2015 Event

CS International 2015

Analysts Help CS International To Hit A New High

Richard Stevenson

Richard Stevenson, CS International Conference Programme Manager and CS Magazine Editor reflects on the 2015 event.

Leading analysts highlight opportunities to increase compound semiconductor chip sales.

Now in its fifth year, CS International hit a new high with its strongest ever line-up of speakers.

At this recent meeting, more than 300 delegates gained insight into the potential of the compound semiconductor industry in areas such as lighting, GaAs microelectronics, and mainstream microprocessors thanks in part to presentations from leading market analysts.

In the lighting market, sales of LEDs are on the rise, partly due to the phasing out of incandescent sources in many countries. By 2018 it is expected that more than half of all revenue from bulbs will come from the sales of lamps incorporating solid-state sources, according to William Rhodes from IHS Technology.

A surge in chip sales is also expected in devices emitting at shorter wavelengths. "The UV LED market will increase from $90 million in 2014 to $500 million in 2019," remarked Pars Mukish, an analyst at Yole Développement.

The GaAs microelectronics sector is also enjoying good times. An initial estimate provided by Eric Higham from Strategy Analytics suggests that in 2014 sales will hit $6.6 billion - but he added that this figure might be revised upwards, and could reach $7 billion. The launch of CMOS PAs is yet to deliver a significant dent to GaAs sales, but Higham believes silicon is a threat, and expects this type of device to have a 20 percent share of the market by 2018.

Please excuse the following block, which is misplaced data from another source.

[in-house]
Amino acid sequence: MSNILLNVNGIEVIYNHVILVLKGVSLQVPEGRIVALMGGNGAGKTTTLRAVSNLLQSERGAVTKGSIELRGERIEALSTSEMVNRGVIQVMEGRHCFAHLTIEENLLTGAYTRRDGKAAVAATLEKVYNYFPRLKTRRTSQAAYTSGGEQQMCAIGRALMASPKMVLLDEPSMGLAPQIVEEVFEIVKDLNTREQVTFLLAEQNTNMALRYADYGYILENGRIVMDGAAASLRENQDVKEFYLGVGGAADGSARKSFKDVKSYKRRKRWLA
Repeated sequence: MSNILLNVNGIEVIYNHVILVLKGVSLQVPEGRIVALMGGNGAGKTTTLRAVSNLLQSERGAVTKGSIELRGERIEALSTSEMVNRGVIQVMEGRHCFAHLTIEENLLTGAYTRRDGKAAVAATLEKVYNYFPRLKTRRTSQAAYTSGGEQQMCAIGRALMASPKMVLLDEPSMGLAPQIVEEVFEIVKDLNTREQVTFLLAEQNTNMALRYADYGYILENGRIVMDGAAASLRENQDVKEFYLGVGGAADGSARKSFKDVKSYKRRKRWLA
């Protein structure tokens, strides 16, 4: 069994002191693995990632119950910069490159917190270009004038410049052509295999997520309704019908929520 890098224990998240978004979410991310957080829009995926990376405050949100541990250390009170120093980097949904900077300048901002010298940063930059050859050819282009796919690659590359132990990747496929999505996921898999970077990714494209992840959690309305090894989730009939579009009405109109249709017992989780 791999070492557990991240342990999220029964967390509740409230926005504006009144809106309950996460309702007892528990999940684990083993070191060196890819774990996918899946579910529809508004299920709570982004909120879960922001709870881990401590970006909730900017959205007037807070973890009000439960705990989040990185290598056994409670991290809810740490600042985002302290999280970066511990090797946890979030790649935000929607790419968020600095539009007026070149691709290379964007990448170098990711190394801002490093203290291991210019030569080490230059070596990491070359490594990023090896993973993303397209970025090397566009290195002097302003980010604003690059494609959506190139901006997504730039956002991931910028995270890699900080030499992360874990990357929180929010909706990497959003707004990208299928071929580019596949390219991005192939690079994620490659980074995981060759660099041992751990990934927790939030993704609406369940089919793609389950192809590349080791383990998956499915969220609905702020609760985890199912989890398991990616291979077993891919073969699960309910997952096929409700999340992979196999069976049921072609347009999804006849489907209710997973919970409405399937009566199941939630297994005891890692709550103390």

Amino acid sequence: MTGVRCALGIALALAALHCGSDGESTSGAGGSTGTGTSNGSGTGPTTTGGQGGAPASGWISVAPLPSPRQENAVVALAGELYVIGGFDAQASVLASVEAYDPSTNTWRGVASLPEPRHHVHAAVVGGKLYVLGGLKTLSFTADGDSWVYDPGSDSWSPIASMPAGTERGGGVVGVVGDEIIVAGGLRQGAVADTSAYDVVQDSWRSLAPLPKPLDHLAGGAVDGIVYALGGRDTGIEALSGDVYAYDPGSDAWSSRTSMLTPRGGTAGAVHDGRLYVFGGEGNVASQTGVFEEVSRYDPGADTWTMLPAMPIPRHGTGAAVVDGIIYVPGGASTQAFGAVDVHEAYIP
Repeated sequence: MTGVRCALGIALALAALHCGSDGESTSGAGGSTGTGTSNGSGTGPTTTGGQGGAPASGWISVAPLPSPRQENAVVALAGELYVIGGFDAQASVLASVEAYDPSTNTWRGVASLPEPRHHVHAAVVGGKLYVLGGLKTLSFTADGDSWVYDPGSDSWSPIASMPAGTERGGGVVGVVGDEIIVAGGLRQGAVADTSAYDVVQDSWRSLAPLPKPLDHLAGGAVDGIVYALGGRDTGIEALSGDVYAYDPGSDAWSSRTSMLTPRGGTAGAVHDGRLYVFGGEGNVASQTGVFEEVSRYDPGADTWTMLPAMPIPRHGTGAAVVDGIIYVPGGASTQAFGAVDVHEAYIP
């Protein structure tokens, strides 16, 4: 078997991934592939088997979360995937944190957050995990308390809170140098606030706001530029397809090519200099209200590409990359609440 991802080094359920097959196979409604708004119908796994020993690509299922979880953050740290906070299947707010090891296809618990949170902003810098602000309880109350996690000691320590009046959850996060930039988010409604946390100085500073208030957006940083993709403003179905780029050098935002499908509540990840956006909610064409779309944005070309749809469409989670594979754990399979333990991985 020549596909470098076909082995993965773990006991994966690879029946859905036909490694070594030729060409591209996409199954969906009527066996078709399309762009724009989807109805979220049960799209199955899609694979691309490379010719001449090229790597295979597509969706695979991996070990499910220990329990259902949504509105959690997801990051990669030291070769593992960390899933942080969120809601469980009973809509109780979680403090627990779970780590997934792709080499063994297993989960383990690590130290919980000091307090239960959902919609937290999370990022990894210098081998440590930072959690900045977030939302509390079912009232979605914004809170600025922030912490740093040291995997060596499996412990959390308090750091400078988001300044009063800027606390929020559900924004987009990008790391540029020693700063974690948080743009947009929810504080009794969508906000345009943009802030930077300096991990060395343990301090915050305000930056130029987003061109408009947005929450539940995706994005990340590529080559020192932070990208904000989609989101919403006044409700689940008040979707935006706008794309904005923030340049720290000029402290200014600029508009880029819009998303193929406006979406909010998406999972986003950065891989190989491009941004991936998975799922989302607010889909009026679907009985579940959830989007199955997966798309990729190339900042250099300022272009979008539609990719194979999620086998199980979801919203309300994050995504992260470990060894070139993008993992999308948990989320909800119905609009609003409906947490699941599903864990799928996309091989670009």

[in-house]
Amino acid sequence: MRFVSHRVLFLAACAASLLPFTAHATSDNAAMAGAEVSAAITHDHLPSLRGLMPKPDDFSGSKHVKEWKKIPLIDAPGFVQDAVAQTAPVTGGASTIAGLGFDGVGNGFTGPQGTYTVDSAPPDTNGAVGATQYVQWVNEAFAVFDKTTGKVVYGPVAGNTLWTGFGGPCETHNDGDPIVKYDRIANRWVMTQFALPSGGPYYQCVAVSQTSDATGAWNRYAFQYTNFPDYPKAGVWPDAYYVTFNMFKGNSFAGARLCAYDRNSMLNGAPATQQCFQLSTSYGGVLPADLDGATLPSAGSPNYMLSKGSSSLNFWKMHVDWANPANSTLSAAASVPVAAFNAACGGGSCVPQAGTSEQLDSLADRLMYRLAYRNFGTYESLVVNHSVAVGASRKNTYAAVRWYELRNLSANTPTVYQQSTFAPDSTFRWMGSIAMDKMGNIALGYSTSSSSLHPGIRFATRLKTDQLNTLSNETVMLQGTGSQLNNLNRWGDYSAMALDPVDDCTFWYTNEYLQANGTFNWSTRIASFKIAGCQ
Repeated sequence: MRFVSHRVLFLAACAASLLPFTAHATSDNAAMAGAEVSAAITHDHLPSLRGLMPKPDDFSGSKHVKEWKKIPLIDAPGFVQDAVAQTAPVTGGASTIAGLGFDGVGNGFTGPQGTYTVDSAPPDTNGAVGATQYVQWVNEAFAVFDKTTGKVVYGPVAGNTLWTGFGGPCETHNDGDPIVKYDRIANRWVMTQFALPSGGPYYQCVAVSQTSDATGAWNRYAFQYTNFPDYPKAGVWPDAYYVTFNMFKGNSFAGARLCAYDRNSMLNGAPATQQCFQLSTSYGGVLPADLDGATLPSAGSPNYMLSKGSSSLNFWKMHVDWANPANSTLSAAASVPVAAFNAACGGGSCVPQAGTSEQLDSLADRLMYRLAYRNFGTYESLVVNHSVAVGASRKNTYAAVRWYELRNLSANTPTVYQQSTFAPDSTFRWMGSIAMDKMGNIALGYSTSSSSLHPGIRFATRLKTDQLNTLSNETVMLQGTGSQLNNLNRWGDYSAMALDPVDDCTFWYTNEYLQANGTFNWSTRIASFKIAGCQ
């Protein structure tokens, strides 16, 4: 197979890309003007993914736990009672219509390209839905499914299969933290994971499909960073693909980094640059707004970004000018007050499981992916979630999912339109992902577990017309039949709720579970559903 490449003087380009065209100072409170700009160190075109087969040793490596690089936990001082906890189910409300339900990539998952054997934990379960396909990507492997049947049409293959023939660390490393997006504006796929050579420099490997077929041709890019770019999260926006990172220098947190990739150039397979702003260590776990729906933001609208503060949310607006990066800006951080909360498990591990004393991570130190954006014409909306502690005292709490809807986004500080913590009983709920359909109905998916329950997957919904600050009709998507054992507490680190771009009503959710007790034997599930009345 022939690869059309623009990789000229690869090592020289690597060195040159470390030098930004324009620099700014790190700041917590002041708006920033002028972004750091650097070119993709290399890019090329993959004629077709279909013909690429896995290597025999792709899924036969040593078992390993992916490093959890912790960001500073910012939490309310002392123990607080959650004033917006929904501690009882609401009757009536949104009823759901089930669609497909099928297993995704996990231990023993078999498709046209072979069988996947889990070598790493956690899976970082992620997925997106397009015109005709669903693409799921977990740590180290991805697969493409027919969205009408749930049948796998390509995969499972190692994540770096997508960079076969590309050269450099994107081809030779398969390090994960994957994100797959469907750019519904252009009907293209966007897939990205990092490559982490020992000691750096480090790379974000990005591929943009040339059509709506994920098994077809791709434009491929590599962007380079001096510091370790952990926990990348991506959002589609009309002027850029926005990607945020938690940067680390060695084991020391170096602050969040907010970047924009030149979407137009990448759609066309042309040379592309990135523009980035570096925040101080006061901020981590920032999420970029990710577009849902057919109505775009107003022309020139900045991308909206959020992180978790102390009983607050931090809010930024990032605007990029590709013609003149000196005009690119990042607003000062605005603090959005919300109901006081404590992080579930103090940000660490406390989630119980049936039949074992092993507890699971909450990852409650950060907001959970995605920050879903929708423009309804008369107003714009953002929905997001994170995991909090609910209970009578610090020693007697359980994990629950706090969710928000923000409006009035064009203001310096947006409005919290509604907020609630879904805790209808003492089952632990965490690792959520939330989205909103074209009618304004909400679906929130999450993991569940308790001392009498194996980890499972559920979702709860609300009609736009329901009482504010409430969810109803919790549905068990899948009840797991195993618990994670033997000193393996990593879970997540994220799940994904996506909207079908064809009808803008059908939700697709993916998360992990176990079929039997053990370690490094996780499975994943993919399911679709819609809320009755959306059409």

In contrast, in the microprocessor sector, silicon is under threat from III-Vs. Here, InGaAs is viewed as a promising replacement for silicon in the channels of transistors, as this would enable a continuation of Moore's Law throughout this decade and beyond. Mike Corbett of Linx Consulting is predicting that at around 2016 Intel will launch ICs formed from 7 nm node transistors sporting III-V channels. Foundries are tipped to follow suit at the start of the next decade.

And that's not all of the opportunities for compound semiconductors: Asif Anwar from Strategy Analytics believes that despite difficult conditions surrounding defence spending, sales of GaAs and GaN RF chips will increase substantially over the next few years; Karl Melkonyan, IHS Technology, thinks that increased deployment of solar technologies in the regions of the world where sunlight is most intense will underpin the growth of the CPV market; and Pierric Gueguen from Yole Développement predicts that sales of wide bandgap devices will take off in this decade.

A more detailed overview of the talks given by the analysts at CS International will appear in the April&May edition of Compound Semiconductor magazine.